PMO introduces unit for controlling zoonotic diseases

THE Prime Minister’s Office has formed a special department to deal with matters pertaining to monitoring and control prevalence of infectious diseases transmitted from animals to human beings within the country under the ‘One Health Strategy’.

Formerly, all interventions pertaining to professional handling of effects of zoonotic pathogens on human and animal health in the country were being handled by the special desk operated under the PM’s office.

But, the government has now decided to improve the section in order to speed-up war against the diseases.

Over the weekend, key experts and stakeholders, including health professionals (medical and veterinary), social, economic, agricultural, environmental and others convened here for two days to draft a viable roadmap through which the introduced department will work effectively to help negate spread of zoonotic diseases in the country.

On the sidelines of the meeting, Dr Henry Magwisa, a veterinary officer from the Food and Agriculture Organization (FAO) said the newly-formed department was among a series of strategies by the government to ensure implementation of ‘One Health’ was fetching needed results in Tanzania.

“We convened here for two days to brainstorm and develop a general roadmap over how the newly-introduced department will work professionally to deliver needed results in curbing the fast-spread of the zoonotic diseases within the country,” Dr. Magwisa briefed.

He added, to start with, the department- comprising high profile health experts from the livestock, human health and environmental sides- has been tasked to deal with at least six zoonotic diseases that have been found to have been related to human, animal, and environmental health in Tanzania.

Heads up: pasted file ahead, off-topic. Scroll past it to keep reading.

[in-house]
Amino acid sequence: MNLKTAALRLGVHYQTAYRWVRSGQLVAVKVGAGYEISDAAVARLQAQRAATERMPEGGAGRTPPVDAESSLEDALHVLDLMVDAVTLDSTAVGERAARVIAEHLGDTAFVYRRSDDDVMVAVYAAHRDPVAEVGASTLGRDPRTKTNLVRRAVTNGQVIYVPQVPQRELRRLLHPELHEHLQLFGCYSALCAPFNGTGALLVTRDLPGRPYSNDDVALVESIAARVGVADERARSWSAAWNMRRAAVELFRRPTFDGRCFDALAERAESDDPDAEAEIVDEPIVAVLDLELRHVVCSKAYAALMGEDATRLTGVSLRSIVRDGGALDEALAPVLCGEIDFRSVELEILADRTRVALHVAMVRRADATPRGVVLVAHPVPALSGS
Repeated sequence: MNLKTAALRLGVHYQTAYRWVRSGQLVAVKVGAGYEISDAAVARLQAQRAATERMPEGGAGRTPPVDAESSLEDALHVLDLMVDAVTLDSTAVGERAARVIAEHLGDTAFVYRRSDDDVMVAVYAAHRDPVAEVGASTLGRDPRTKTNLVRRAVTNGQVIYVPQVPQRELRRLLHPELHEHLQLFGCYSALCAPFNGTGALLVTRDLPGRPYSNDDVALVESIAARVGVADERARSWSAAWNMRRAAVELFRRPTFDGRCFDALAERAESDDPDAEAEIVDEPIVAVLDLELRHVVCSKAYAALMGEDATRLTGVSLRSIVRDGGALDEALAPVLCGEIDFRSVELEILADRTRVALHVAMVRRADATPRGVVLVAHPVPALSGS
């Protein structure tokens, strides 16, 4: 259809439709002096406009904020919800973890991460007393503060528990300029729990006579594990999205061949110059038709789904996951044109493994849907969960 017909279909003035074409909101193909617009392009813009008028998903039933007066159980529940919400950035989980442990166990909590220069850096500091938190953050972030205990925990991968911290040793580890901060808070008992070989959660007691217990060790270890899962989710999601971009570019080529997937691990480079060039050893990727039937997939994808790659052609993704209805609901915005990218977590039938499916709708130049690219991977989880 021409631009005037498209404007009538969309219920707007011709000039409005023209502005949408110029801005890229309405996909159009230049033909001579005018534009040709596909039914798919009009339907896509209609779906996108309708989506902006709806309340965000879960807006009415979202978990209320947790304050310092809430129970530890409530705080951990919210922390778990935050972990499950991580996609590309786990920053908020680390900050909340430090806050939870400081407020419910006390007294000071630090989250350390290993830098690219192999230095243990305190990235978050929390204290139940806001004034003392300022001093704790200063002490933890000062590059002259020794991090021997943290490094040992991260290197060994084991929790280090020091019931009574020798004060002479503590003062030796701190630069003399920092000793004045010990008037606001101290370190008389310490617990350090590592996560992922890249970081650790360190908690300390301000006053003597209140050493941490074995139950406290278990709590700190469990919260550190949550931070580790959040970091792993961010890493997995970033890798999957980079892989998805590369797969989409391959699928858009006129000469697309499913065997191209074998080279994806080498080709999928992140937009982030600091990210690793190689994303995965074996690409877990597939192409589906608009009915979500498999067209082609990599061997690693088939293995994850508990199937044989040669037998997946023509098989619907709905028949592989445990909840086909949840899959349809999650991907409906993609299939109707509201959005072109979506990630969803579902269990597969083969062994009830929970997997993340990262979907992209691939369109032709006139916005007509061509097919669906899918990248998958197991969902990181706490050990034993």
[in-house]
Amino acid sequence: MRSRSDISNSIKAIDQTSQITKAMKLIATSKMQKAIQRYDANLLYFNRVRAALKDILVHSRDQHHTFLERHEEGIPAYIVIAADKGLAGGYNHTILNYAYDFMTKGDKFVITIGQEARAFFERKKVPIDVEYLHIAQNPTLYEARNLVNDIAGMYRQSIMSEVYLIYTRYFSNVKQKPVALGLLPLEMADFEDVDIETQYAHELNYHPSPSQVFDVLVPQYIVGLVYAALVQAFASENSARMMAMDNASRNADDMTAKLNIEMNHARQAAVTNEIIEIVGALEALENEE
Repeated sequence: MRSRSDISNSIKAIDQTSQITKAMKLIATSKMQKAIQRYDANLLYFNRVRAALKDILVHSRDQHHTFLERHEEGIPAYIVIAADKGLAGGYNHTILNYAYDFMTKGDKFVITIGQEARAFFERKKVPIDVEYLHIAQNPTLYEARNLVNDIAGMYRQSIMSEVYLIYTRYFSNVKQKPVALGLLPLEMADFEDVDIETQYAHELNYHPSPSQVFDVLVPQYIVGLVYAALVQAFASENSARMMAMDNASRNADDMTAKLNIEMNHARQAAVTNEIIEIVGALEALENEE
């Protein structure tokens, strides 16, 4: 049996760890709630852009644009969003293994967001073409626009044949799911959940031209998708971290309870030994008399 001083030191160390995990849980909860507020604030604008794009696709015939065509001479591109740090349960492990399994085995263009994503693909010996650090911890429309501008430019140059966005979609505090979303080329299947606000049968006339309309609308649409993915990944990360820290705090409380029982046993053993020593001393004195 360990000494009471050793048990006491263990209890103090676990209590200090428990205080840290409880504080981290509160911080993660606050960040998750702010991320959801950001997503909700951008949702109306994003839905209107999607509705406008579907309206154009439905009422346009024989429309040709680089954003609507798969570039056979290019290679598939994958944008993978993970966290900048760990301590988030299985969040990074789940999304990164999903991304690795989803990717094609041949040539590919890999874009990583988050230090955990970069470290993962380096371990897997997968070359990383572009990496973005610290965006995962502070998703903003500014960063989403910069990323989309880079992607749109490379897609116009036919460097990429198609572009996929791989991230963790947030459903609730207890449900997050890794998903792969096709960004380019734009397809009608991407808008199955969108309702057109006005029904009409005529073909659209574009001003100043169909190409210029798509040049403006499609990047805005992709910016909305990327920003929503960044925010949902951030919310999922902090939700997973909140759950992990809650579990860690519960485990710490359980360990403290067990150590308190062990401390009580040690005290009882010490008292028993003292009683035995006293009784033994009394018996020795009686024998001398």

“The six diseases in question include rabies diseases, rift valley fever, bird fever, anthrax, African sleeping sickness (trypanosomiasis) and brucellosis,” he unveiled.

On his part, Dr. Andrew Kitua, an experienced health expert who attended the meeting observed that implementation of the ‘One Heath’ in the country was prudent in helping the country to battle against prevalence of zoonotic diseases.

“One Health is a global vital strategic approach for effective surveillance, monitoring and control of infectious diseases compromising health in both humans and animals, but in order for this approach to work effectively in Tanzania, there’s a need for joint effort from stakeholders from all spheres of health professionals,” he observed.

He laid emphasis for the country to strengthen health service delivery systems to ensure there’s close (day-to-day) cooperation among experts from human, environment and livestock health sides to ease the work of monitoring implementation of the One Health Strategy’.

According to the World Health Organization (WHO), zoonoses diseases affect mainly poor and marginalized populations in low-resource settings, at a far tune of about 2.7 billion people worldwide every year, and are commonly associated with poverty and impact the lives and livelihoods of millions of poor livestock keepers or those living in peri-urban slums primarily in developing countries.

In Tanzania, little is known about the incidence of many zoonoses while estimated incidence of diseases such as brucellosis in general is not known but reports from pastoralists in northern Tanzania indicate that about 7.7 percent of people are infected.

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